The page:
By Sam Eyoboka
WORLD Council of Churches, WCC general secretary, Rev. Dr Olav Fykse Tveit and WCC moderator, Dr Agnes Abuom have urged people and churches to give highest priority to “doing whatever we can do to protect life” and “ask churches not to have public services tomorrow as this can become hubs of transmission of the virus” and to follow strictly the rules and guidelines from authorities based on WHO guidelines.
Tveit and Abuom ask the fellowship to reconsider their way of working. “We must also be particularly aware that exactly what we normally do, in community, is what we should not do now if we want to protect life. We value togetherness in worship and Christian fellowship. But in this time of crisis, and out of love for each other and the neighbor, we should not gather in great numbers together, if at all, nor touch or embrace each other.”
They added: “This is a time to touch each other’s hearts, by what we say, what we share, what we do – and what we do not do – to protect the life God loves so much. In that love, we must adapt our modes of worship and fellowship to the needs of this time of the pandemic, in order to avoid the risk of becoming sources of transmission rather than means of grace.”
Tveit and Abuom invite the fellowship to make the Sunday as a day for prayers for the most vulnerable people as refugees, elderly and people affected by COVID19, to pray for the entire fellowship, and one human family worldwide.
Tveit and Abuom “commend to all of you the advice and practical recommendations offered by intergovernmental and governmental health authorities to help protect the vulnerable in our communities and others.”
In a similar development, a historic joint pastoral statement released on March 26, the World Council of Churches and Regional Ecumenical Organizations affirmed the urgency of standing together to protect life amidst the COVID-19 pandemic.
For the first time ever, all regions in the ecumenical movement around the world are standing together with a common message that urges both prayers and action for one world to protect life.
“We urge people everywhere to give highest priority to addressing this situation and assisting in whatever ways we can in our collective efforts to protect life,” the statement reads.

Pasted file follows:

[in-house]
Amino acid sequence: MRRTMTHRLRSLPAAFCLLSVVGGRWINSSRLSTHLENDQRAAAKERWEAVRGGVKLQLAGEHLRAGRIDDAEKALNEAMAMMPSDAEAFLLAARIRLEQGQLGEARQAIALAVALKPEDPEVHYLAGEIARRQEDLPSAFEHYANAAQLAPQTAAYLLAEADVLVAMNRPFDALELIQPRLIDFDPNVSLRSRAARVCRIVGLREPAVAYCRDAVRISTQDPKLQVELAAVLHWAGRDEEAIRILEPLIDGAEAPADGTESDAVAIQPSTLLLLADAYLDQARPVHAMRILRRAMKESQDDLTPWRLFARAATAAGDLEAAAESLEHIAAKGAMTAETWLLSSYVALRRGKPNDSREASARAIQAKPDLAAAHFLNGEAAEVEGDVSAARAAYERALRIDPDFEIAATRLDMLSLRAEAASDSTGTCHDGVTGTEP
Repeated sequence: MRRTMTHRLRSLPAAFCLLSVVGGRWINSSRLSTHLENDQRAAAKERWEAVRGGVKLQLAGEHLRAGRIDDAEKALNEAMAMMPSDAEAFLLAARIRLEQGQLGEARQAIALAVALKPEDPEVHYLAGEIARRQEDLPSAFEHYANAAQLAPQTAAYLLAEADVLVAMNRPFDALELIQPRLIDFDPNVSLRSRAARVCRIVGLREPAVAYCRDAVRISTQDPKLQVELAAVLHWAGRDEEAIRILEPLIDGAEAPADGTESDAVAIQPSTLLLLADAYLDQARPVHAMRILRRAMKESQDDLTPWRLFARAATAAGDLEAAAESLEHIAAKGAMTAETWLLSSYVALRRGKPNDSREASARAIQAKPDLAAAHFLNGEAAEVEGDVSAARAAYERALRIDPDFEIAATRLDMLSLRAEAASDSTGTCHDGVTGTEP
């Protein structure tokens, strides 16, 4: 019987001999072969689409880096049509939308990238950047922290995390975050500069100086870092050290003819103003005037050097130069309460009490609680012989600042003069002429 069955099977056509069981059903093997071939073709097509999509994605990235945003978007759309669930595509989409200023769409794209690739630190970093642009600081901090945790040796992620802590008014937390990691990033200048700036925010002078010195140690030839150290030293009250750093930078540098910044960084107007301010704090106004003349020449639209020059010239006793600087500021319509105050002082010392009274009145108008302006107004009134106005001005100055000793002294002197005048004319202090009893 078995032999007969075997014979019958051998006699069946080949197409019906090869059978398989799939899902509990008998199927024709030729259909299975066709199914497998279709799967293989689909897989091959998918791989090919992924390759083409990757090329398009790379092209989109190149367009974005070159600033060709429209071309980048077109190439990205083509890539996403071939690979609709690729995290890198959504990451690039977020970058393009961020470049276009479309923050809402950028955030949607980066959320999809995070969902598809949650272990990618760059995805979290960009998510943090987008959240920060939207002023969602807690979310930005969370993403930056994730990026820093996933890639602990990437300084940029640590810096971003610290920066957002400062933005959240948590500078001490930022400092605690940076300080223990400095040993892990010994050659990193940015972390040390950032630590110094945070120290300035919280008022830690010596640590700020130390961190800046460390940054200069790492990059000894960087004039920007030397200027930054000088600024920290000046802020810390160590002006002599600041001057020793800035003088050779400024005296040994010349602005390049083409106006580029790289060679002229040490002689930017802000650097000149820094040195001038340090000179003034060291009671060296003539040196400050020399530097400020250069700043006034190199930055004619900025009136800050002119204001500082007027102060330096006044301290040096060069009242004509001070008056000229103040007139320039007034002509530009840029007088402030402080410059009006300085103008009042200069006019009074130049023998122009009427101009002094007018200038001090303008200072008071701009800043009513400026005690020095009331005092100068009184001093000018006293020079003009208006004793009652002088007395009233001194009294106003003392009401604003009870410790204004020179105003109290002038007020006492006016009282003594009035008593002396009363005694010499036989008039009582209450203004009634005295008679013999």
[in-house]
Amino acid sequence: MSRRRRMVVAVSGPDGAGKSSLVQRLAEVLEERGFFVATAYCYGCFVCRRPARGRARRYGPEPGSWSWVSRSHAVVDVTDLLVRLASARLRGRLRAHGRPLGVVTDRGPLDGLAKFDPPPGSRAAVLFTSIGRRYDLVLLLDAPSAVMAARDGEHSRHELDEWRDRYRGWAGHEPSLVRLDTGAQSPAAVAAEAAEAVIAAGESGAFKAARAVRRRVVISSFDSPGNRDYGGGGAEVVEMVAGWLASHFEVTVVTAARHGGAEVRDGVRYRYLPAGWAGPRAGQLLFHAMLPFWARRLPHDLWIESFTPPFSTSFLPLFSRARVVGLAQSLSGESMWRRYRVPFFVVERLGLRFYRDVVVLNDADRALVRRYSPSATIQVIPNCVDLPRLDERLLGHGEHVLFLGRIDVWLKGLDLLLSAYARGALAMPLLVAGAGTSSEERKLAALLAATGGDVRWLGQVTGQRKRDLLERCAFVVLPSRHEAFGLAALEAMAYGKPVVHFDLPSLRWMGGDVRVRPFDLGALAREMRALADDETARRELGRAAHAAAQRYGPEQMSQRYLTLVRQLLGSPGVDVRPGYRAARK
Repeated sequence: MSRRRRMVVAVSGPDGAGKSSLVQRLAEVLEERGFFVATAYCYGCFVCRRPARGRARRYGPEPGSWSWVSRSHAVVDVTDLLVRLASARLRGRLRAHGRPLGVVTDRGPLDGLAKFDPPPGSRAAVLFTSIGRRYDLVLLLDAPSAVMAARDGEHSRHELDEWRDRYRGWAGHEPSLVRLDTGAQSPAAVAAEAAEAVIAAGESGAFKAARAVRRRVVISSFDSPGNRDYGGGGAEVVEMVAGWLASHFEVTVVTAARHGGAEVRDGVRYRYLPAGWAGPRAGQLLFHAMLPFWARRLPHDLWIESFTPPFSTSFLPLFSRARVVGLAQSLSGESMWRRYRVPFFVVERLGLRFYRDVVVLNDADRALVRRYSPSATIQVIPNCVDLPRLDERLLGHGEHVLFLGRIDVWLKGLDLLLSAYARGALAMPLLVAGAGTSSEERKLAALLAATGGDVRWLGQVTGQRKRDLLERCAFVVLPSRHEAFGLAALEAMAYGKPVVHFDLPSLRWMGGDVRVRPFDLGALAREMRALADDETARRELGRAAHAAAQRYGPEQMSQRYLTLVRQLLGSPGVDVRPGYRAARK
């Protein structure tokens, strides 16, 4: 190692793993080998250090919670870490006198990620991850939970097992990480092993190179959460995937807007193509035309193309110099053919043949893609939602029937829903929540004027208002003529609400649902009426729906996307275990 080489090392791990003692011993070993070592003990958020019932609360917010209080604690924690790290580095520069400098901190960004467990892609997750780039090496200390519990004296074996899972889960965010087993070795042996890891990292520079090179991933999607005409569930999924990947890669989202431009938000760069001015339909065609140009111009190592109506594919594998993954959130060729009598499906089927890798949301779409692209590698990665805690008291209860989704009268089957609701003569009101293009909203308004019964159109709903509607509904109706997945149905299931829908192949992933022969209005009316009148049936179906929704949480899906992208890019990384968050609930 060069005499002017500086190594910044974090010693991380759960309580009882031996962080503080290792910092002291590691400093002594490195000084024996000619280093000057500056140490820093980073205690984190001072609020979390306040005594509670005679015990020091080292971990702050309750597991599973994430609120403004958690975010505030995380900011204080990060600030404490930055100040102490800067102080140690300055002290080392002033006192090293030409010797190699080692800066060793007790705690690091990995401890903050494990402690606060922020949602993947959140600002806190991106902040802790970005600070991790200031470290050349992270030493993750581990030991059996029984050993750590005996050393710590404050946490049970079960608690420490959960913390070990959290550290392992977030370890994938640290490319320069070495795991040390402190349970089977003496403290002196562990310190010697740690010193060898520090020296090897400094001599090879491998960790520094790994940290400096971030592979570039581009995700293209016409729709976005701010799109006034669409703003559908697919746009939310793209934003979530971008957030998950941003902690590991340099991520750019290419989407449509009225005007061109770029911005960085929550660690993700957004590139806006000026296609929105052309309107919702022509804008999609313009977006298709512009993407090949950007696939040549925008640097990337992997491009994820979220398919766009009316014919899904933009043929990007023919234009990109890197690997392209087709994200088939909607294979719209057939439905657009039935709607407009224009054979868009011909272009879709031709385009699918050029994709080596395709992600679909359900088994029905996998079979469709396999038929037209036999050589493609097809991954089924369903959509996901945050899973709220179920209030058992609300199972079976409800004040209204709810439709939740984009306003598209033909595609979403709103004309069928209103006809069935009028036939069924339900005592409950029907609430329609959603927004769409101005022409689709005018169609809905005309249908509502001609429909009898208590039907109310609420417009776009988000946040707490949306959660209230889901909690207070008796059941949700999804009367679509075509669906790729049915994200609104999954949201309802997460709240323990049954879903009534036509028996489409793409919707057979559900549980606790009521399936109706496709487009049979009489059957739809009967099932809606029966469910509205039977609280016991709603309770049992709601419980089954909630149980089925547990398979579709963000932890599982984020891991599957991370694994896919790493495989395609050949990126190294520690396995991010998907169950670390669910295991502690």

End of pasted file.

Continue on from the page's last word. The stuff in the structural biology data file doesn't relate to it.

For the sake of God’s love, “it is important and urgent that we adapt our modes of worship and fellowship to the needs of this time of pandemic infection, in order to avoid the risk of becoming sources of viral transmission rather than means of grace,” stated the global ecumenical leaders.
The ecumenical leaders recalled, “Our faith in the God of life compels us to protect life” and continued, “Let us manifest God’s unconditional love in safe, practical ways that protect life, alleviate suffering, and ensure that churches and public services do not become hubs of transmission of the virus.”
The leaders of the global and regional ecumenical organizations affirmed that physical distancing does not mean spiritual isolation, and they urged churches all over the world to review their role in society by safely ministering to, providing for and caring for the poor, the sick, the marginalized, and the aged – especially all those who are most at risk due to COVID-19.
The general secretaries further stated, “People in many parts of the world have become homebound these days. Being homebound does not mean that we cannot experience a deep spiritual solidarity with each other, by virtue of our baptism into the one body of Christ.”
The statement suggests praying at home, giving thanks to God for strength, healing, and courage. “We can show our love for God and our neighbor by not gathering in person for public worship,” reads the text. “Many congregations can share their worship gatherings online or digitally. Members and pastors can also stay in touch with each other and provide pastoral care by telephone.”
The novel coronavirus pandemic has reached all the regions of our planet, the text continues. “There are fear and panic, pain and suffering, doubt and misinformation, about both the virus and our response as Christians,” the text reads. “Amid stories of suffering and tragedy, there are also stories of simple kindness and extravagant love, of solidarity and the sharing of hope and peace in innovative and surprising ways.”
The general secretaries also urged all to consider the needs of the most vulnerable people in the world. “In the midst of this grave crisis, we lift up prayers for those providing leadership and for governments around the world, urging them to give priority concern to those who live in poverty as well as to the marginalized and refugees living in our midst,” the statement concluded.